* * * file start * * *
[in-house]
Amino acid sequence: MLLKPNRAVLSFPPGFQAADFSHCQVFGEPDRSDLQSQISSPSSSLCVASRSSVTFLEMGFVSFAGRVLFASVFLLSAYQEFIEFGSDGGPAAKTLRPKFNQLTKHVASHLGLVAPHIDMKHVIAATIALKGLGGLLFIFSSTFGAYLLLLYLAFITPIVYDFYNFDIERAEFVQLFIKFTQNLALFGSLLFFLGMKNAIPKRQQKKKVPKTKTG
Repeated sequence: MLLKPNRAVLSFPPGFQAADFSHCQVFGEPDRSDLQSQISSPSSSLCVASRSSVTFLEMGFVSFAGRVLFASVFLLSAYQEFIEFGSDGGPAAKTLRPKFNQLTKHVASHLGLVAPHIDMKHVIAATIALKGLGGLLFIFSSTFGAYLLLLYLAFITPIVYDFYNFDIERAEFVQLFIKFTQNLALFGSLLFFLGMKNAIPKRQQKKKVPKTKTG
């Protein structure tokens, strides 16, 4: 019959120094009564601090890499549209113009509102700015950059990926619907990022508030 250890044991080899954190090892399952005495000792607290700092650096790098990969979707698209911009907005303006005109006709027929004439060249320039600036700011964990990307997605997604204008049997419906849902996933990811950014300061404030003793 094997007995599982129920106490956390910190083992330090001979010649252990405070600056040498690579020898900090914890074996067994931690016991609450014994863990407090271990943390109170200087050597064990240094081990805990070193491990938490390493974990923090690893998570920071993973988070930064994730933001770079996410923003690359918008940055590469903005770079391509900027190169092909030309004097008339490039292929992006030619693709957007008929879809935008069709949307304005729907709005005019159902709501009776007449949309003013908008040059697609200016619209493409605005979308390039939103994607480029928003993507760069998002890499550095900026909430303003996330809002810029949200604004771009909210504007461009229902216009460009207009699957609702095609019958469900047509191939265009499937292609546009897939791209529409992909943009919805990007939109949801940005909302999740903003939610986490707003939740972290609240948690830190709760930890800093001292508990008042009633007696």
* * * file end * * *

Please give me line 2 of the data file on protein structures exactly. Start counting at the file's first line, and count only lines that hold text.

Amino acid sequence: MLLKPNRAVLSFPPGFQAADFSHCQVFGEPDRSDLQSQISSPSSSLCVASRSSVTFLEMGFVSFAGRVLFASVFLLSAYQEFIEFGSDGGPAAKTLRPKFNQLTKHVASHLGLVAPHIDMKHVIAATIALKGLGGLLFIFSSTFGAYLLLLYLAFITPIVYDFYNFDIERAEFVQLFIKFTQNLALFGSLLFFLGMKNAIPKRQQKKKVPKTKTG